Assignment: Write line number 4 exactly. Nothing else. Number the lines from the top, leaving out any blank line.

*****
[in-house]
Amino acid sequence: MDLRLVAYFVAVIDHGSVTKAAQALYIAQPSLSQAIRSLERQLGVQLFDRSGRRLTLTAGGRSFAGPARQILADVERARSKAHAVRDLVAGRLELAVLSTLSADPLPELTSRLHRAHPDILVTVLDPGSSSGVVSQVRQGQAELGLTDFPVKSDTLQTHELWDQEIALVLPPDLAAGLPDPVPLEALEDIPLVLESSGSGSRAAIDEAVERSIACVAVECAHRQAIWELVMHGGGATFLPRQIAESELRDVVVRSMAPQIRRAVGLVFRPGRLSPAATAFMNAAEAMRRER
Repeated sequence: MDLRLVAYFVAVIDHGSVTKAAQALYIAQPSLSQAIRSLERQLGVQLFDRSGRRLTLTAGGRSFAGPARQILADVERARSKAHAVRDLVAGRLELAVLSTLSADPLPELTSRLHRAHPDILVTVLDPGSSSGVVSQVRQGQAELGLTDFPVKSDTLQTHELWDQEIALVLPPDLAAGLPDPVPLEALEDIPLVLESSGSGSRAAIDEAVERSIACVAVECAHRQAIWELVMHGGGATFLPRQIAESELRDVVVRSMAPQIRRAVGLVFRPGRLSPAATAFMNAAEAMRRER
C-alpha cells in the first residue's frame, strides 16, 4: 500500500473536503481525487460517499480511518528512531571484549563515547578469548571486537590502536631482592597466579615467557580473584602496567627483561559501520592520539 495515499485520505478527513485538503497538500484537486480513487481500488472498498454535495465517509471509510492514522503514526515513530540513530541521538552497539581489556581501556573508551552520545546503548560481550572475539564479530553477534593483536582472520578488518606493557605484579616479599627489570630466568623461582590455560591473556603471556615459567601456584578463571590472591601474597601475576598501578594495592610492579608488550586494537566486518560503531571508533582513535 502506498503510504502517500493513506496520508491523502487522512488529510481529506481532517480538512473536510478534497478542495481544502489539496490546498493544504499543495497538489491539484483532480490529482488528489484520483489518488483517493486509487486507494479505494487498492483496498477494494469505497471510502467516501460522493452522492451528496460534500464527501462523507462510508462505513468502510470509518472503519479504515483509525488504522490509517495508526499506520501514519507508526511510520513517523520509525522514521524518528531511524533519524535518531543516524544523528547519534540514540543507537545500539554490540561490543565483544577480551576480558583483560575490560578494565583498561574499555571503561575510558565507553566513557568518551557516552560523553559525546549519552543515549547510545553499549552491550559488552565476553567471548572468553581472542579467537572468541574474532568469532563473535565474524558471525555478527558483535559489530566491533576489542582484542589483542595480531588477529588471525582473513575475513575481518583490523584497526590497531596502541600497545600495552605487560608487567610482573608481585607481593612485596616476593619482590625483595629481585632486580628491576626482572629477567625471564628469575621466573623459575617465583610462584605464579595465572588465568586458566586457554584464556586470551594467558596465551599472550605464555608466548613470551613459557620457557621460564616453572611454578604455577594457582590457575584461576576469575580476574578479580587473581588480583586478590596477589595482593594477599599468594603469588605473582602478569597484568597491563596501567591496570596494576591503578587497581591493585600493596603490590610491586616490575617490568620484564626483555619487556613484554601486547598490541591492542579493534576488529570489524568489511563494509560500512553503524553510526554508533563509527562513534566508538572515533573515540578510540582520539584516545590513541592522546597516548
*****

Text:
C-alpha cells in the first residue's frame, strides 16, 4: 500500500473536503481525487460517499480511518528512531571484549563515547578469548571486537590502536631482592597466579615467557580473584602496567627483561559501520592520539 495515499485520505478527513485538503497538500484537486480513487481500488472498498454535495465517509471509510492514522503514526515513530540513530541521538552497539581489556581501556573508551552520545546503548560481550572475539564479530553477534593483536582472520578488518606493557605484579616479599627489570630466568623461582590455560591473556603471556615459567601456584578463571590472591601474597601475576598501578594495592610492579608488550586494537566486518560503531571508533582513535 502506498503510504502517500493513506496520508491523502487522512488529510481529506481532517480538512473536510478534497478542495481544502489539496490546498493544504499543495497538489491539484483532480490529482488528489484520483489518488483517493486509487486507494479505494487498492483496498477494494469505497471510502467516501460522493452522492451528496460534500464527501462523507462510508462505513468502510470509518472503519479504515483509525488504522490509517495508526499506520501514519507508526511510520513517523520509525522514521524518528531511524533519524535518531543516524544523528547519534540514540543507537545500539554490540561490543565483544577480551576480558583483560575490560578494565583498561574499555571503561575510558565507553566513557568518551557516552560523553559525546549519552543515549547510545553499549552491550559488552565476553567471548572468553581472542579467537572468541574474532568469532563473535565474524558471525555478527558483535559489530566491533576489542582484542589483542595480531588477529588471525582473513575475513575481518583490523584497526590497531596502541600497545600495552605487560608487567610482573608481585607481593612485596616476593619482590625483595629481585632486580628491576626482572629477567625471564628469575621466573623459575617465583610462584605464579595465572588465568586458566586457554584464556586470551594467558596465551599472550605464555608466548613470551613459557620457557621460564616453572611454578604455577594457582590457575584461576576469575580476574578479580587473581588480583586478590596477589595482593594477599599468594603469588605473582602478569597484568597491563596501567591496570596494576591503578587497581591493585600493596603490590610491586616490575617490568620484564626483555619487556613484554601486547598490541591492542579493534576488529570489524568489511563494509560500512553503524553510526554508533563509527562513534566508538572515533573515540578510540582520539584516545590513541592522546597516548